[Sca-cooks] OP Ash Fork Plague was Re: wild rabbit
phlip at 99main.com
Sun Sep 9 11:31:52 PDT 2012
Actually, Plague is endemic in the Western US:
There are an average of 7 cases per year, every year. Fortunately,
it's usually the survivable type.
On Sun, Sep 9, 2012 at 1:58 PM, Terry Decker <t.d.decker at att.net> wrote:
> Plague was originally found in prairie dogs in a pairie dog town near
> Lubbock, TX in 1946 (IIRC). The prairie dog fleas aren't particularly fond
> of humans, but when their is a big die off in a prairie dog town one of the
> things that gets checked for is plague. If it is found, the CDC starts
> monitoring the area because of the possibility of transference to mice and
> rats and then into humans.
> I have nothing on an incident in 1977, but in 1976 plague was found in a
> prairie dog town a couple miles south of the town and was handled by the AZ
> Dept. of Health Services. According to the ADHS statistics, there are no
> reported cases of plague in the 1970's that match the stated incident of 2
> HS students catching the plague;
> http://www.azdhs.gov/phs/oids/vector/plague/stats.htm . From the plague
> information page at ADHS:
> "How does a person get plague?
> A person can get plague after being bitten by infected fleas. People can get
> fleas from:
> .Petting dogs or cats that may carry rodent fleas;
> . Handling wild rodents or rabbits;
> . Venturing too close to rodent burrows or nests, especially prairie dog and
> ground squirrel burrows.
> A person can get plague by coming in direct contact with blood or tissues of
> infected rodents, rabbits or carnivores, such as during the skinning of
> game. The bacteria can enter through an open cut or scrape in the skin, or
> through the mucous membranes of the eyes, nose and mouth.
> Most human plague infections initially involve the lymph nodes (this is the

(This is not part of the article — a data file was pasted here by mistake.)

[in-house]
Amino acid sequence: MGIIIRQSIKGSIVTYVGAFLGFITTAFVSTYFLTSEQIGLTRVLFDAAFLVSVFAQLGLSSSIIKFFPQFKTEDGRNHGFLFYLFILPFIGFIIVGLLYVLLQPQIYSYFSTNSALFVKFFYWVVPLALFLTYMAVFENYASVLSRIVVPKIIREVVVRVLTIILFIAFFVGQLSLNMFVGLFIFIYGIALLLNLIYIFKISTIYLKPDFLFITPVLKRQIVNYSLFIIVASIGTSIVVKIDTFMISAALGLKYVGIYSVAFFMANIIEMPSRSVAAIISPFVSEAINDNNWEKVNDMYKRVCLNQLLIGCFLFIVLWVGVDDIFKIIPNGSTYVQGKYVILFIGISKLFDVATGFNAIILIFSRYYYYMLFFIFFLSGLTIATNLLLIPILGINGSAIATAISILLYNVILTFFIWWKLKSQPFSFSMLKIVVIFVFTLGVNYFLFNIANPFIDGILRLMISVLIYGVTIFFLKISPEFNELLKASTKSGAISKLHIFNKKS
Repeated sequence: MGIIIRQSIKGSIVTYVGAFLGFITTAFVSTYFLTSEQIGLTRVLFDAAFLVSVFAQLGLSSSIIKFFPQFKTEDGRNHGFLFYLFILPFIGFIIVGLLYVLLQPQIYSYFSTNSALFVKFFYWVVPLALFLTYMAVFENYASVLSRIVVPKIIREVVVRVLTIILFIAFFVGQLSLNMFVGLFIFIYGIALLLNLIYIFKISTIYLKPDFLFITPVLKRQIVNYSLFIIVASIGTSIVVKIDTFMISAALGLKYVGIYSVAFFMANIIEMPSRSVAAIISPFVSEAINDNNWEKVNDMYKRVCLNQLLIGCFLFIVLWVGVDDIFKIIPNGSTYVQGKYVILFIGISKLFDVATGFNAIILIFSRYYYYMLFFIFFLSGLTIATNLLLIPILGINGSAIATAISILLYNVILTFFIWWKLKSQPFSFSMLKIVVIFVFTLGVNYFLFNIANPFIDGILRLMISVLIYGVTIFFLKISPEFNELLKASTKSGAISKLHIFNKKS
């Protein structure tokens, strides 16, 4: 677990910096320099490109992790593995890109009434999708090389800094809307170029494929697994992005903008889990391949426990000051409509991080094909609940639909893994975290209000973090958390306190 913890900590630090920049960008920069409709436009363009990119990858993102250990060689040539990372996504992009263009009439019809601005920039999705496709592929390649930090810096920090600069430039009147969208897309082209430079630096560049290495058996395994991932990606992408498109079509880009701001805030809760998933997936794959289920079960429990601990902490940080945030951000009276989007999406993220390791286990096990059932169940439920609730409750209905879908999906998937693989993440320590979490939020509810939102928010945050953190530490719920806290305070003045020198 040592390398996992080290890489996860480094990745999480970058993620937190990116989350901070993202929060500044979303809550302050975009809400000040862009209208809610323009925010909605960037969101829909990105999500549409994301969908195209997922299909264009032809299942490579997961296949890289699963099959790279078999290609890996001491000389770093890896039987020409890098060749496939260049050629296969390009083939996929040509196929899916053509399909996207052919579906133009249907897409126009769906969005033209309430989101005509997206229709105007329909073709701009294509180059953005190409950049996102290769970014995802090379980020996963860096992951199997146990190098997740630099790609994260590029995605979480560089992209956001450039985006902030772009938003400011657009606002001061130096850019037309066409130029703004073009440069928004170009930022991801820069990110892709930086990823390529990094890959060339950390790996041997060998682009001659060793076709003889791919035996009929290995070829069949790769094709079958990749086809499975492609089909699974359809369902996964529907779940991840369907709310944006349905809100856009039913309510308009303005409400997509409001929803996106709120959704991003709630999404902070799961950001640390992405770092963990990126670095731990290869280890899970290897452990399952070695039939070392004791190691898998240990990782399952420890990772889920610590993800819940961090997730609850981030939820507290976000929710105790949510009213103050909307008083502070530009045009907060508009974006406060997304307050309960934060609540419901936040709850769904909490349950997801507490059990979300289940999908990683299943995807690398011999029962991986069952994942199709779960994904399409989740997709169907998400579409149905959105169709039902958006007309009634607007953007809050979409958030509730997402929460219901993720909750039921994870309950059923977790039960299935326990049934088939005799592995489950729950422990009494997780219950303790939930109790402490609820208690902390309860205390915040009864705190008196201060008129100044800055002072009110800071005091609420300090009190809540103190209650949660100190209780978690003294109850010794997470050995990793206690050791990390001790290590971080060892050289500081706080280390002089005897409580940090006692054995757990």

> bubonic form). Patients with this kind of plague do not represent a risk of
> transmission to other people. In some people, the plague bacteria can move
> into the lungs (pneumonic plague). A cough or sneeze from a person with this
> type of plague illness can spread the disease directly to other people.
> How can plague be avoided?
> The following precautions can decrease your chances of being exposed to
> .Do not allow pets to roam freely. Fit them with a flea collar or dust them
> with flea powder on a regular basis making sure to follow all label
> . Avoid contact with sick or dead animals and stay away from rodent burrows.
> . Wear insect repellents to keep fleas away when hiking or working in areas
> where plague might be active.
> . Wear rubber gloves when skinning and cleaning game animals. "
> There are some news reports online, but they only report that plague was
> found and that the only reported case in Yavapai county (at that time) was
> in 1975.
>> Sorry I wasn't clear, I was being Arizona specific. I was wanting to know
>> about the Ash Fork incident in 1977 that was spoken of. I know about the
>> girl in Colorado.
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> Sca-cooks at lists.ansteorra.org
So, you think your data is safe?
Heat it up
Hit it hard
Repent as necessary.
It's the smith who makes the tools, not the tools which make the smith.
.I never wanted to see anybody die, but there are a few obituary
notices I have read with pleasure. -Clarence Darrow
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